Be sure to pay attention to the hours and days restaurants and cafes are open, else you might starve. There is a free phone in the middle of town so you can call and make reservations. Do not expect a callback. You can also bike past and leave a note, as all food options are on one of two streets and within a 5-minute bike ride of each other. There is not a lot of variety, and considering the sparse local farms, a lot of food gets shipped in, but all options are solid and reasonably priced.

  • Earl’s AnchorageLocated on the main drag, the Anchorage is open for brekkie, lunch, and some dinners. This is also the only place to get coffee on the north end of the island (the other is the tiny one-barista shop café in the airport on the South end, which yes, you can rock up to just for a flat white, assuming it aligns with the infrequent flight schedule). With a rotating menu for each dinner that emphasizes what was locally caught or recently delivered from the mainland, always with at least one vegetarian on the list, the Anchorage is a solid choice.
  • Coral Café – Located at the museum, the Coral Café is open for brekkie, lunch, and some dinners. Lovely outdoor seating area. Good food and reasonably priced.
  • Bowling Club – Would it be a proper Aussie country town without a bowlo?! The local Lord Howe Bowlo has some solid pub grub, a handful of beers on tap, and a weekly meat raffle. Popular with the locals, a great option for families, and when you want an even more casual night of food.
  • Thompson’s Store – Again, fluid hours and days of business, but solid burgers and a nice outdoor seated area for lunches. Also happens to be one of the only two general stores on the island.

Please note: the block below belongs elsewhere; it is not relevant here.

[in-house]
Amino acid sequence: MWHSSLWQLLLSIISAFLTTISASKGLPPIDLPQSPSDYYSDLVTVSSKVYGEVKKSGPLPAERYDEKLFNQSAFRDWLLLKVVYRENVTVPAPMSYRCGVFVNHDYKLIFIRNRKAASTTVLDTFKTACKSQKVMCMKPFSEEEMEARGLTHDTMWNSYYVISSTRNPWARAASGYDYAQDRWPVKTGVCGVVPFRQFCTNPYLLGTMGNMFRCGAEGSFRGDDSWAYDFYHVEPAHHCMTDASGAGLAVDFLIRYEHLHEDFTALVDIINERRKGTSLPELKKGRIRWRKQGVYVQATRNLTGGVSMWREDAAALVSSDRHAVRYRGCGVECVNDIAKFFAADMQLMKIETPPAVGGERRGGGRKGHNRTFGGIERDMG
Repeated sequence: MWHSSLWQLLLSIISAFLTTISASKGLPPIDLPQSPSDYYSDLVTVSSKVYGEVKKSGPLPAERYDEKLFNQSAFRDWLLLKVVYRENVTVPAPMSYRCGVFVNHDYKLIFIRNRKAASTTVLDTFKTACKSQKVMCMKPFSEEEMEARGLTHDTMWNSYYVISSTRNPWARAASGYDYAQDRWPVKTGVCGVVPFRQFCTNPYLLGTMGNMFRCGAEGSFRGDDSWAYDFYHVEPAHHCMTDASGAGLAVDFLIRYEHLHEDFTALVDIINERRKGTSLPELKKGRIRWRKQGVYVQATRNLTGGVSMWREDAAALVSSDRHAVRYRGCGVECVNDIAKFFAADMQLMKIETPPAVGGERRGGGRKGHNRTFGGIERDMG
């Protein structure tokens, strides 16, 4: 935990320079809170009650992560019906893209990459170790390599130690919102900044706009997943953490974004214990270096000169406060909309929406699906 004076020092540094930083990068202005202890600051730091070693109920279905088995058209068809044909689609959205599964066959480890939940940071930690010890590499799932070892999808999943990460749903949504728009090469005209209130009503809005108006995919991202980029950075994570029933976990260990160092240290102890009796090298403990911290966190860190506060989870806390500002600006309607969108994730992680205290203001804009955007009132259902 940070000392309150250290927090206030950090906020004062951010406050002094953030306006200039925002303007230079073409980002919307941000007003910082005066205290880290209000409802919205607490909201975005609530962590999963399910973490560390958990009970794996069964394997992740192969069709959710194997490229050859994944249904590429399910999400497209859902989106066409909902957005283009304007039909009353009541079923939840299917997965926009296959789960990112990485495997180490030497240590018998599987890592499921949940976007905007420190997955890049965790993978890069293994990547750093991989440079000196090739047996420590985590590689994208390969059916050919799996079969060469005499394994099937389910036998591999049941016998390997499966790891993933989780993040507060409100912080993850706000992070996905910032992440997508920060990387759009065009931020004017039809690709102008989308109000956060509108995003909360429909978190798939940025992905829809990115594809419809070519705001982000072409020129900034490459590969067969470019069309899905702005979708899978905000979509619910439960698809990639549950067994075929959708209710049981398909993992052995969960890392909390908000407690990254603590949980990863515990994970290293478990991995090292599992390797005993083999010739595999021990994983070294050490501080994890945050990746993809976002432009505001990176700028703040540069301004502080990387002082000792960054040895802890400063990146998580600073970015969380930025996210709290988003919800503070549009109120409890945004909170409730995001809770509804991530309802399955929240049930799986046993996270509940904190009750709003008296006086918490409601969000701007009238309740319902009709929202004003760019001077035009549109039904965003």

• The Crooked Post – Technically the only true watering hole on the island, the Crooked Post turns out a great selection of cocktails with sunset views of the harbor from their funky little porch and swings. Open from ‘3ish’ each day and across from the Anchorage.
  • Lord Howe Island Golf Club – Great for catching a sunset after a round on the greens. Located on the South end of the island, up the side of a hill, right below the mountains, the Golf Club has uninterrupted views West to the setting sun and a small bar to serve your sundowners. Check the hours first before biking over.
  • Lord Howe Island Liquor Store – Yes, this is just a liquor store. The only liquor store on the island. It’s tiny, but it does stock a good selection from the local Lord Howe Island Distilling Co. and Lord Howe Island Brewing Co., both of which are very worthy of sampling. Make sure you have a basket on your trusty steel steed so you can bring your booze with you. 


  • Somerset ApartmentWalking distance to the main drag of town and Ned’s Beach, Somerset is a clean and a sure bet budget-friendly option. They have kitchenettes, outdoor decks, ample grills, wifi, and bike parking.
  • Capella LodgeIf budget is no option then Capella should be the choice. Located at the far southern tip of the island, in the shadows of Mount Gower, Capella is an all-inclusive, luxe option. Beautifully appointed, epic views, top-notch food, and spa services.

All images courtesy of the author, organisation website or tourism board